We have no proof that the soul exists, that there is an amorphous entity inside us that can be called the soul, but we feel we have something more within us, don’t we? We express ourselves as if the soul does exist: “Bless my soul.” “Save my soul.” “She’s a dear soul.” “God took his soul.” (Better than the alternative!) “He sold his soul.” “All Souls Day.” In the Holy Bible, the soul is a prime subject.

638256-blood2 There are vampires who have a soul and vampires who do not. The canonical vampire’s soul was considered damned for all eternity. In the Francis Ford Coppola film, Bram Stokers Dracula (1992), the iconic character was more than willing to give up his soul in vengeance against God, swearing to never die and live in defiance of God for all time. In the television series Angel (1999), Angel, was the vampire with a soul (given back his soul as a curse to never know happiness.) When Angel loses his soul, he becomes Angelus, a soul-less demon vampire from Hell. There is Saint-Germain, the compassionate and caring heroic vampire in Chelsea Quinn Yarbro’s series of novels, first introduced in Hotel Transylvania (1978). Saint-Germain definitely has a soul.

“If this is about my soul,” Bella Swan declares in Stephenie Meyer’s vampire romance New Moon. “Take it! I don’t want it!” But we know Bella’s soul stayed with her even through her death and revival as a vampire. Edward Cullen tells Bella his soul is damned so never mind. But the Cullens are most compassionate, foregoing the traditional vampire’s diet of human blood in favor of the blood of animals. I’d say the Cullens have souls, but the Volturi—not!

638256-blood2 Anne Rice’s romanticization of the vampire in her series of novels, The Vampire Chronicles, beginning with Interview with the Vampire (1976), altered the iconic view of the vampire as loathsome and evil, a soul-less creature by virtue of its murderous existence, killer of the innocent. Anne Rice presented the vampire as a beautiful, irresistible, predatory being tortured by its existence (You can’t be tortured by your existence if you don’t have a soul.).

Whether we can prove it or not, we think we have a soul. The vampire was once human, so the vampire has a soul too. The soul doesn’t get up and walk out after the vampire’s victim is given the Immortal Kiss. However, the other side of the coin is damnation. The vampire may retain his soul, but according to tradition, it is lost to redemption.

dark_angel_by_qiubi-d5asy1mNo longer a repulsive, soul-less creature in  contemporary books, television, and films, the vampire has become an elegant being dealing with the issues of immortality and attempting to reconcile its undead existence within the realm of Life, and yes, contemplating the dilemma of its soul.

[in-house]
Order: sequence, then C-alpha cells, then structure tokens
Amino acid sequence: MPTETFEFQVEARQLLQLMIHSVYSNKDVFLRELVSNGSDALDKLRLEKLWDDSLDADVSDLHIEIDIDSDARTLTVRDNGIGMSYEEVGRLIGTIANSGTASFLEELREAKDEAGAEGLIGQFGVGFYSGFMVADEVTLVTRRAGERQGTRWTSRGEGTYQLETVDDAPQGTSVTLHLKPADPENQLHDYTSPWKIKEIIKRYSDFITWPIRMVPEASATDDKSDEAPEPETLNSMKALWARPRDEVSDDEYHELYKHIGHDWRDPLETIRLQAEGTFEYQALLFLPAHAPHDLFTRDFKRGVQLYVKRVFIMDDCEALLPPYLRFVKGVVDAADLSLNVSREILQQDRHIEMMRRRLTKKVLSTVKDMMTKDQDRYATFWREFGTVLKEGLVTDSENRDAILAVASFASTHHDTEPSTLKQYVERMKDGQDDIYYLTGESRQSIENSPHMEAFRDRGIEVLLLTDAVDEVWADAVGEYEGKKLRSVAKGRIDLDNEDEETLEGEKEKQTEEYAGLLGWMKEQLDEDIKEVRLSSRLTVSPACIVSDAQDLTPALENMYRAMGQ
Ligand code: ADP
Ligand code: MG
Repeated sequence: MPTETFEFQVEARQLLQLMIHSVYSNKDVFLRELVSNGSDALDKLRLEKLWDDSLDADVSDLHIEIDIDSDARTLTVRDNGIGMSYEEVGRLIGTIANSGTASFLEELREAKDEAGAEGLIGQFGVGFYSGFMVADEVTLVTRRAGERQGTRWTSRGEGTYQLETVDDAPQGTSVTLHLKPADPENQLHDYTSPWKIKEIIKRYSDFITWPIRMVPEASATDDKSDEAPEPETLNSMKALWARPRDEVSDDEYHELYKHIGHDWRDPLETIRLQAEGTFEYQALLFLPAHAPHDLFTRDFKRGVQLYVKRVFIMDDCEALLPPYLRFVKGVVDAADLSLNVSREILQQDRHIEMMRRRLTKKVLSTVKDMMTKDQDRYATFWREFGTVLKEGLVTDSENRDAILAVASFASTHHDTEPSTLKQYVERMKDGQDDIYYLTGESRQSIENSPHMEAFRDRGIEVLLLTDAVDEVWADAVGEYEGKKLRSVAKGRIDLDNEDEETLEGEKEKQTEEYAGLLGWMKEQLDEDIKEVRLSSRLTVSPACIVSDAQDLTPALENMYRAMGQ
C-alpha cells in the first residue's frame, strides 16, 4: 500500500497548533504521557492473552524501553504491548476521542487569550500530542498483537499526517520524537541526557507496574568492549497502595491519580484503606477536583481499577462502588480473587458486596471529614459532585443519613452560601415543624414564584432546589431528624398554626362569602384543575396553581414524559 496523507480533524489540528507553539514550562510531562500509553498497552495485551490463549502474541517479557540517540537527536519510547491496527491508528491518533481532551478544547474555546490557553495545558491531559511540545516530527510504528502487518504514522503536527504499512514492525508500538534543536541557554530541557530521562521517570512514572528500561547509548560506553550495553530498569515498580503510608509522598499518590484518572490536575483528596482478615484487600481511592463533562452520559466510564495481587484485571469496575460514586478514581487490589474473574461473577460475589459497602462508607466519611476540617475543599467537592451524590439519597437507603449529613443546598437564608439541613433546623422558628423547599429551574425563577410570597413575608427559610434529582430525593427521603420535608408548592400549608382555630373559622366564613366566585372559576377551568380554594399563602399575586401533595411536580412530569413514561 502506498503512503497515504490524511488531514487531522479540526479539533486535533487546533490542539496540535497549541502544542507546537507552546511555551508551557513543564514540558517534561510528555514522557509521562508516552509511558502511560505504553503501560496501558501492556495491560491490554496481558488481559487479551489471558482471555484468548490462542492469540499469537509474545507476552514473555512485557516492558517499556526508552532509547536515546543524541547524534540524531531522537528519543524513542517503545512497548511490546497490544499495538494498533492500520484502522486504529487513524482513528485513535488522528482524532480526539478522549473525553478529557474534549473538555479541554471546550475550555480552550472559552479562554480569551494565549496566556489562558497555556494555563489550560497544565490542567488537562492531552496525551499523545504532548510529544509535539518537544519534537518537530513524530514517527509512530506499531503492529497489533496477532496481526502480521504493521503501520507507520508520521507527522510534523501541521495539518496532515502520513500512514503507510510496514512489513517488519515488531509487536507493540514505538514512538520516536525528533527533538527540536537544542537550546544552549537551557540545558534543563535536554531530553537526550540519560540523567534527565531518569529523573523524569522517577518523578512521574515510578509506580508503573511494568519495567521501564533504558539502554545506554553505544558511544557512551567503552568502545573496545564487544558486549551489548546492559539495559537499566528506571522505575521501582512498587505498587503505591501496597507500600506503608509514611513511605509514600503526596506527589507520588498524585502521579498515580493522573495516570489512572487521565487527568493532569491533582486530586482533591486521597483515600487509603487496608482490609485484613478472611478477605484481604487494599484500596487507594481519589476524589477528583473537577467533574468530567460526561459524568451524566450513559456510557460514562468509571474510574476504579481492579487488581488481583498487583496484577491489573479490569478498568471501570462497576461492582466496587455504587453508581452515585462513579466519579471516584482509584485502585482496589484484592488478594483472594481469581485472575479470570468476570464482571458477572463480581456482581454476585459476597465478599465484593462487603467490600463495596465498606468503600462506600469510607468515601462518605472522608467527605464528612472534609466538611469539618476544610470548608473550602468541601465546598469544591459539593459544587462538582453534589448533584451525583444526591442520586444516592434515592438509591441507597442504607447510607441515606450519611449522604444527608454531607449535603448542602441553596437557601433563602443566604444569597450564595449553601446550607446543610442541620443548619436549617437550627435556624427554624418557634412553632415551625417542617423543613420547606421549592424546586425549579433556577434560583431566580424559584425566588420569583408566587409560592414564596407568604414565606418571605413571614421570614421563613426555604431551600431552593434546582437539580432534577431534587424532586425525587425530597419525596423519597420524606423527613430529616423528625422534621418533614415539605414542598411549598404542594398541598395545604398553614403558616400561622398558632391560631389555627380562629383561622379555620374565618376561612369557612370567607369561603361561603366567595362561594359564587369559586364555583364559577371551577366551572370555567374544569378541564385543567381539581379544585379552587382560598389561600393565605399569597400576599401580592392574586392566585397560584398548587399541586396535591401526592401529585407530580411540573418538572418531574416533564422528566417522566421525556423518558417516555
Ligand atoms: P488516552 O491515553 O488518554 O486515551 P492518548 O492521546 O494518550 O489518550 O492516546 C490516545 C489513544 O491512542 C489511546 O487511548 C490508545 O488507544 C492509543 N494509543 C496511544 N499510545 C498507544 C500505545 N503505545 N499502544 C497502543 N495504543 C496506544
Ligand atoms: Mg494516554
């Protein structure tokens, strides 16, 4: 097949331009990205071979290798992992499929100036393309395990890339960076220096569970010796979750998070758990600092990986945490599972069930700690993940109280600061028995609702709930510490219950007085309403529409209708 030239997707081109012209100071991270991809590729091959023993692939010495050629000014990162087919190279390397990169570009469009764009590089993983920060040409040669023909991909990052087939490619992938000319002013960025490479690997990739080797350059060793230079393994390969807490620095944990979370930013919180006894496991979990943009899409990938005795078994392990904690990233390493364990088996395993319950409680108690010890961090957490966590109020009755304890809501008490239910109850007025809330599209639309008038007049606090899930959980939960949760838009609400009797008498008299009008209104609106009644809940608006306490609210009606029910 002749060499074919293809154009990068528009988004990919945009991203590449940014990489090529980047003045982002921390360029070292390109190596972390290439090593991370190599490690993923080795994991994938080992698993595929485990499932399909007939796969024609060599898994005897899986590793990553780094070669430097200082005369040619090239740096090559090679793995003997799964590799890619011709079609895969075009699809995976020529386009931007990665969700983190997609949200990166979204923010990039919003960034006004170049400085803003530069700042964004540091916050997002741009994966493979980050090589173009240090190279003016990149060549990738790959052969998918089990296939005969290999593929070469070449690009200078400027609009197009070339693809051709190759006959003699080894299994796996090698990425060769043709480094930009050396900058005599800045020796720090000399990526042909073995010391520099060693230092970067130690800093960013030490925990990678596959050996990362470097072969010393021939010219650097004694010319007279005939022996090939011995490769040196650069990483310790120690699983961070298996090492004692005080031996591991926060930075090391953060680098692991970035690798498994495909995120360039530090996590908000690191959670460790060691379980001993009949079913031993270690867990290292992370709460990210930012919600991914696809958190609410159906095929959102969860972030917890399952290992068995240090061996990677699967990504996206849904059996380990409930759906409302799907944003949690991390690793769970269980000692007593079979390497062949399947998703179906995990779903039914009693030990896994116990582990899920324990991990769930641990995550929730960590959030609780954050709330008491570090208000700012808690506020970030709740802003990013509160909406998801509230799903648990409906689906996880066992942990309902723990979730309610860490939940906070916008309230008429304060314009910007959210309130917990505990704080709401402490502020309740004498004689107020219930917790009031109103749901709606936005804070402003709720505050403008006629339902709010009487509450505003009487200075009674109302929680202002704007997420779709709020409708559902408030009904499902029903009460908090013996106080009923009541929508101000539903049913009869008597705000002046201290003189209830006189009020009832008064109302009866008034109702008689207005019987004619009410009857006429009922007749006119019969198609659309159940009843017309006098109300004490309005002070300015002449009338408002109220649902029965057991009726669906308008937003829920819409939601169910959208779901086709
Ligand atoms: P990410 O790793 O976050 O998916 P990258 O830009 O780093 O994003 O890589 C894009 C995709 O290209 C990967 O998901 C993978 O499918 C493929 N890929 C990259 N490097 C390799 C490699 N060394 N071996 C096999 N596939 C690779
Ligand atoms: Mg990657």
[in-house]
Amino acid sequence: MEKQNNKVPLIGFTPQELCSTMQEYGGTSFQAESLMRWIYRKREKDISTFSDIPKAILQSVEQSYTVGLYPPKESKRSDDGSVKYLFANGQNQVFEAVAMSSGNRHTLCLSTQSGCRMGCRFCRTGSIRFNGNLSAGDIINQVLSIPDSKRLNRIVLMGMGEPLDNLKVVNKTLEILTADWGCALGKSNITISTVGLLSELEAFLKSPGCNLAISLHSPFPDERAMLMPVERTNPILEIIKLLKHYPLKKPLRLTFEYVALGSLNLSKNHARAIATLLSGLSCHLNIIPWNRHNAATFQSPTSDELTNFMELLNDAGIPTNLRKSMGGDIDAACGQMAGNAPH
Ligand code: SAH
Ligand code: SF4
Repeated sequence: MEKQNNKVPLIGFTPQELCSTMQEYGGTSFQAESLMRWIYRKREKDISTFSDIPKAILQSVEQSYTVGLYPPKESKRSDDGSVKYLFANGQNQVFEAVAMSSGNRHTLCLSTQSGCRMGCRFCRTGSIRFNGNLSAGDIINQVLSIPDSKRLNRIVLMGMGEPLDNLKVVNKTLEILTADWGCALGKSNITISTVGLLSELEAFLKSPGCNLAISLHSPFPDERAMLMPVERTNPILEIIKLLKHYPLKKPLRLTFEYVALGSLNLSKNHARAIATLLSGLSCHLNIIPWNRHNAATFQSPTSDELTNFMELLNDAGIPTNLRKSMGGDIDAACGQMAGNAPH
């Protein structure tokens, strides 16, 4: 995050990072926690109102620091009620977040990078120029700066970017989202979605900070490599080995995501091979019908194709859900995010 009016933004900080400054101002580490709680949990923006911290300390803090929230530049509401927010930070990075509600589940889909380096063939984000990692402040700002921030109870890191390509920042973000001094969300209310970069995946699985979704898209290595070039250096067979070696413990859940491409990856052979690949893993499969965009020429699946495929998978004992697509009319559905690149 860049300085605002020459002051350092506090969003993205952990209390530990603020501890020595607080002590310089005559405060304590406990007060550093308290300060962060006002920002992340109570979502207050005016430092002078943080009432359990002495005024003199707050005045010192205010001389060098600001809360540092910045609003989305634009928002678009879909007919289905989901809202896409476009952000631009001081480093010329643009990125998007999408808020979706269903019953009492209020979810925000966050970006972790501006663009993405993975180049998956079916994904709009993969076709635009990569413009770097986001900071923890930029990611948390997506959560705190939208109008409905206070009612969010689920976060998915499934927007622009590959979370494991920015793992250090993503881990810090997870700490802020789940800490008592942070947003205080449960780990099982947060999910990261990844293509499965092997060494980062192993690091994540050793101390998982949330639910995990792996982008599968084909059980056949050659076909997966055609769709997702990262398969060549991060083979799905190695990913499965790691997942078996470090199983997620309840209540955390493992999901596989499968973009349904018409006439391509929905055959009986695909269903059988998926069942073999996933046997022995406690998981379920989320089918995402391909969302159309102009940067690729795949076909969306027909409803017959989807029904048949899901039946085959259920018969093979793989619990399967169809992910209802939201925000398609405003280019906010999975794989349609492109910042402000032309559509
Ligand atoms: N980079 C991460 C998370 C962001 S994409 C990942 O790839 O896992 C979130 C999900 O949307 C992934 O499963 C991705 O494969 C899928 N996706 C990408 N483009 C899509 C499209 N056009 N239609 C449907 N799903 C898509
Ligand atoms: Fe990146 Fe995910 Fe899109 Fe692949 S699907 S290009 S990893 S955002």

blog’s got a new name


Not that I wasn’t fond of the name “pendrifter.” I remember doodling words until I came up with it, when I decided to start a writer’s blog ten years ago, but I received an offer on it–someone wanted to buy it. Not one to turn down money, I sold it! So baby needed a new name. My tag name,”Dayya,”  suits fine. I’m happy.  d:)

On a different note, I’ve got a few miscellaneous posts and 3 essays planned for the blog, one focuses on vampires, The Dark Angel’s Dilemma. I hope to have it up soon. I’m doing July Camp Nano and all my writing time is devoted to wrestling with the outline of my fantasy novel, Chained. It’s about a married vampire, a deal with a demon, chained souls, and breaking the deal–so far.

I sent A Useful Blind (formerly Sleight of Hand) out to betas and have comments back. My birthday was July 4th, and my best friend gave me Caitlin Kiernan’s The Ape’s Wife and Other Stories, which I’ve wanted for ages. My short story, Dust, may be lingering a while longer. Yes I’ll have another slice of procrastination pie!


My evocative post set me to thinking about my favorite books, particularly my favorite vampire novels. I love so many books that they are all favorites really, but then there are those particularly special books that still make my reading heart butterfly and I’ve read them over and over. Their delight never fades for me.

 The Vampire Chronicles The Vampire Chronicles, particularly Interview with the Vampire by Anne Rice and oh yes The Vampire Lestat. Before I discovered Interview with the Vampire, I’d read only two other vampire novels, Dracula by Bram Stoker and I Am Legend by Richard Matheson. Didn’t surface for days while reading Interview with the Vampire.

Twilight Forever RisingTwilight Forever Rising, by Russian writer Lena Meydan. Despite its title, similar to Meyer’s, this was one hell of a good vampire novel. A thriller, It tells the story of vampire Darel Ericson of the Dahanavar clan caught in the machinations of the other vampire families and particularly targeted for death by one clan’s ambitious scheme to bring war to the vampire Houses and gain free reign over humanity. Somewhere I read a sequel had been published in Russia. I hope it gets translated and distributed.